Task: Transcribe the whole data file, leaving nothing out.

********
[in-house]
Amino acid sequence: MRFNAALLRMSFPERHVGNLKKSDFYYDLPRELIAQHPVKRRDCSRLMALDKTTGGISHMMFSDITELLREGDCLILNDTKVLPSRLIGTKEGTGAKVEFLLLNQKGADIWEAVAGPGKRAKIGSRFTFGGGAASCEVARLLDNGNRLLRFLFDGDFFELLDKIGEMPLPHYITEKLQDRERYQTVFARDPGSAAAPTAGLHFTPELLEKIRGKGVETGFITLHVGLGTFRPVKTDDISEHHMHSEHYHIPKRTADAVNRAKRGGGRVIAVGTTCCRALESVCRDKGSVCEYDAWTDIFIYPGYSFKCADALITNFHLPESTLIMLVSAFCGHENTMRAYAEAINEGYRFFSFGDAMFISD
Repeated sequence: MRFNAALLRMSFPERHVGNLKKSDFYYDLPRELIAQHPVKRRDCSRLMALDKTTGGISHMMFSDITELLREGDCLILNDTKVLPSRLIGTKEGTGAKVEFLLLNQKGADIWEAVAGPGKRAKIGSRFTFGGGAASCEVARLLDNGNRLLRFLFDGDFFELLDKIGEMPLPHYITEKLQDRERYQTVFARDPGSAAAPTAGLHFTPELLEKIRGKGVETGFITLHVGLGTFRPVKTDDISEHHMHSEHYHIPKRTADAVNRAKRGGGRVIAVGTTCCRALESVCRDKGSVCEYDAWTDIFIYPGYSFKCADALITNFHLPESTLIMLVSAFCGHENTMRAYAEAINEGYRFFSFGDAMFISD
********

[in-house]
Amino acid sequence: MRFNAALLRMSFPERHVGNLKKSDFYYDLPRELIAQHPVKRRDCSRLMALDKTTGGISHMMFSDITELLREGDCLILNDTKVLPSRLIGTKEGTGAKVEFLLLNQKGADIWEAVAGPGKRAKIGSRFTFGGGAASCEVARLLDNGNRLLRFLFDGDFFELLDKIGEMPLPHYITEKLQDRERYQTVFARDPGSAAAPTAGLHFTPELLEKIRGKGVETGFITLHVGLGTFRPVKTDDISEHHMHSEHYHIPKRTADAVNRAKRGGGRVIAVGTTCCRALESVCRDKGSVCEYDAWTDIFIYPGYSFKCADALITNFHLPESTLIMLVSAFCGHENTMRAYAEAINEGYRFFSFGDAMFISD
Repeated sequence: MRFNAALLRMSFPERHVGNLKKSDFYYDLPRELIAQHPVKRRDCSRLMALDKTTGGISHMMFSDITELLREGDCLILNDTKVLPSRLIGTKEGTGAKVEFLLLNQKGADIWEAVAGPGKRAKIGSRFTFGGGAASCEVARLLDNGNRLLRFLFDGDFFELLDKIGEMPLPHYITEKLQDRERYQTVFARDPGSAAAPTAGLHFTPELLEKIRGKGVETGFITLHVGLGTFRPVKTDDISEHHMHSEHYHIPKRTADAVNRAKRGGGRVIAVGTTCCRALESVCRDKGSVCEYDAWTDIFIYPGYSFKCADALITNFHLPESTLIMLVSAFCGHENTMRAYAEAINEGYRFFSFGDAMFISD